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Sizing a DC motor to move a weight and counterweight

  1. May 5, 2013 #1
    This might be a silly question for some but I was wondering how do I size a DC motor to move a weight and counter weight? Suggestions for a better design are also welcome.

    I want to build an enclosure with an automatic door (simple limit switches and an arduino to flip the motor on and off). But lifting the door seemed like it would take a large motor since the door is most likely going to be plywood and several feet x several feet. So I thought why not counterweight it to ease the load on the motor. But its been a long long time since I took physics so I don't really know how to find what size motor I will need. Or if there is anythign I'm forgetting to take into account here. So I thought I'd ask you guys.

    I'm attaching a picture of what I had in mind in case my explanation wasn't great.

    Thanks in advance.
     

    Attached Files:

  2. jcsd
  3. May 5, 2013 #2

    CWatters

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    Have a think about how quickly the door needs to move and accelerate. For example after time t it needs to be moving with some velocity v so it will need to have been given energy...

    = 0.5mv2.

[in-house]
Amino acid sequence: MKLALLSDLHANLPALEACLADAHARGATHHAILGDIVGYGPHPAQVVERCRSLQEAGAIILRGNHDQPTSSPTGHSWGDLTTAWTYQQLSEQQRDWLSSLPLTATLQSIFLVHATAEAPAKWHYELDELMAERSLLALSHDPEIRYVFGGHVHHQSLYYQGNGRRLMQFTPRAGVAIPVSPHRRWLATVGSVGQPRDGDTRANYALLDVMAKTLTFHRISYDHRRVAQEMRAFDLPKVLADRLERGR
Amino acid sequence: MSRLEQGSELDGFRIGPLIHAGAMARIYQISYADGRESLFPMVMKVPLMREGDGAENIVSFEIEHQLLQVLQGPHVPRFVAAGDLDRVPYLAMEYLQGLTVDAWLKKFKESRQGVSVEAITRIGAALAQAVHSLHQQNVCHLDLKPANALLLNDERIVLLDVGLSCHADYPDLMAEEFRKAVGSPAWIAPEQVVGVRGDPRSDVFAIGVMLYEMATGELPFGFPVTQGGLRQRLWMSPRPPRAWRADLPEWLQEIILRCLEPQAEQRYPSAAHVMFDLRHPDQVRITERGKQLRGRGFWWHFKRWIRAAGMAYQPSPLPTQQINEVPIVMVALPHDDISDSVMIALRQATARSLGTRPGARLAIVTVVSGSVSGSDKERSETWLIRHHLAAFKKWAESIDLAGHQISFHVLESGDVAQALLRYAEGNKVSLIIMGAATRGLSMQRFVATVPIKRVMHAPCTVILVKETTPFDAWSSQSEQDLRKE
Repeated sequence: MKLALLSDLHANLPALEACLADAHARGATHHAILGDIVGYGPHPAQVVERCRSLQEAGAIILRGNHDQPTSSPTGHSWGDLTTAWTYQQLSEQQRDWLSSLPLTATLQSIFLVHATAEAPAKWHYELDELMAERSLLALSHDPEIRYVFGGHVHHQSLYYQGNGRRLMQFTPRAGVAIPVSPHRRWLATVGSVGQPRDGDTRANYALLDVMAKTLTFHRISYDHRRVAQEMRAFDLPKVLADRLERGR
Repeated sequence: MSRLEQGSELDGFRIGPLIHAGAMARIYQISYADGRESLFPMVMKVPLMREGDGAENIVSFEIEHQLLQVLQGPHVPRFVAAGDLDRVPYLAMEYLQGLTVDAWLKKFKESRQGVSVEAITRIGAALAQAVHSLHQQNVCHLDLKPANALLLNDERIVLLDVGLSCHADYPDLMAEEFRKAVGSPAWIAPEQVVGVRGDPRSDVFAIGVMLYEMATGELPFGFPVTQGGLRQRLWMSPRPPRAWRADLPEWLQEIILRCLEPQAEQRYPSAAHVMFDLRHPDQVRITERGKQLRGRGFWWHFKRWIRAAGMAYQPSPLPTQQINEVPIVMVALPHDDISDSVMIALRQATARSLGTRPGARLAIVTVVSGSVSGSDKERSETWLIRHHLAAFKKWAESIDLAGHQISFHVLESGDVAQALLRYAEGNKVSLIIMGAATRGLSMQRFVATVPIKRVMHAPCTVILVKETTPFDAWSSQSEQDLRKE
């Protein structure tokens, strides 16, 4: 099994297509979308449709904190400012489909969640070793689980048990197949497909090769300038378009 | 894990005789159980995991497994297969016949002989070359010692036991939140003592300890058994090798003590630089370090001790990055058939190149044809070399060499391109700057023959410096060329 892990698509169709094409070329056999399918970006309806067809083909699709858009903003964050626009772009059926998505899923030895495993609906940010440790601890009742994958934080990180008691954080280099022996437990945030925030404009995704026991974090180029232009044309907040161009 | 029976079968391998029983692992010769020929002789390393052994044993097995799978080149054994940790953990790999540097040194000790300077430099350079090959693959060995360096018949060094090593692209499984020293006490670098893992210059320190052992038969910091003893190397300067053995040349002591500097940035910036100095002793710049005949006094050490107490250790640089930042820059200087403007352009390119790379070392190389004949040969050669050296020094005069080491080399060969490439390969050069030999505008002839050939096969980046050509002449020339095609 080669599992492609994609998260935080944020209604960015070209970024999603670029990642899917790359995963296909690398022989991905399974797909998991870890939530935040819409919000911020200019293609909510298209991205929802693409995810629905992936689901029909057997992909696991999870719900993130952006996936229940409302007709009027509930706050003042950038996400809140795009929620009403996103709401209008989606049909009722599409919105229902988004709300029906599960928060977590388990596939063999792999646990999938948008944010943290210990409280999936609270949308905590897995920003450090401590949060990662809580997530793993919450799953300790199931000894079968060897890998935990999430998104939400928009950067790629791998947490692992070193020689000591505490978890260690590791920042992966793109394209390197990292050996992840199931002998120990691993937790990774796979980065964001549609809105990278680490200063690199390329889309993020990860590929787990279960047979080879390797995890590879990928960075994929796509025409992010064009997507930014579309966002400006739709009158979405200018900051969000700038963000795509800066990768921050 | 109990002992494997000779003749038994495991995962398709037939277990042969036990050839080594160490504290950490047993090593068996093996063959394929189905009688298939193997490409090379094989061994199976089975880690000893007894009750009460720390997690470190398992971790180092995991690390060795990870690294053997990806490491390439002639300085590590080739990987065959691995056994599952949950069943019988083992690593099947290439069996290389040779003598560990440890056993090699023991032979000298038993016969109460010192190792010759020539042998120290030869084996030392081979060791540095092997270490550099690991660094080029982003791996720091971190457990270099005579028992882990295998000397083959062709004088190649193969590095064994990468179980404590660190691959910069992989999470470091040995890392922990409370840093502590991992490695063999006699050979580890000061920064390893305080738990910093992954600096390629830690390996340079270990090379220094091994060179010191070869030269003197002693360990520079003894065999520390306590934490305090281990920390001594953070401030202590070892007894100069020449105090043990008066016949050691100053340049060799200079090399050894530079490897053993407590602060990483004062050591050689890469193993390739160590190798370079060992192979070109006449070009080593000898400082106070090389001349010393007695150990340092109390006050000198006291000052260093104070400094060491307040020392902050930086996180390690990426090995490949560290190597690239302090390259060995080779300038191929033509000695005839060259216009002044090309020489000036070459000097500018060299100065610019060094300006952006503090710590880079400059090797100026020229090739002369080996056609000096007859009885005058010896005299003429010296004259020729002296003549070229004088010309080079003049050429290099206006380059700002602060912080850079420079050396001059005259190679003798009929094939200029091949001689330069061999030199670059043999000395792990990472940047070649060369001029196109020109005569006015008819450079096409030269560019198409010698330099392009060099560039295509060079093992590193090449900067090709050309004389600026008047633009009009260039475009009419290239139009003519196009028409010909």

now

    Power = energy/time

    So the power will be at least

    = 0.5mv2/t

    To that you need to add power to overcome friction. If friction force is f then the power required to overcome friction is f * v.

    There is more to it.. At some point you have to slow or even brake the motor to stop the mass of the door and counterweight crashing into the end stops. Simple limit switches and friction might not be enough to decelerate the door in the available distance.

    If you are actually planning to build this perhaps look into commercial garage door openers.
     
  4. May 6, 2013 #3

    Jano L.

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    I do not understand the picture, but counterweight is a great idea. The motor then needs to overcome only the force of friction. If the bearings and joints are well oiled so the friction is small enough, even a small torque motor should suffice. The power of the motor should not be that important, if you can wait a while for the opening. The important thing is to have enough torque (moment of force), which depends on the amount of friction and the radii of the sprocket wheels.

    I think best would be to ask someone who already has such setup or find the best motor by trying the ones you can get your hands on.
     
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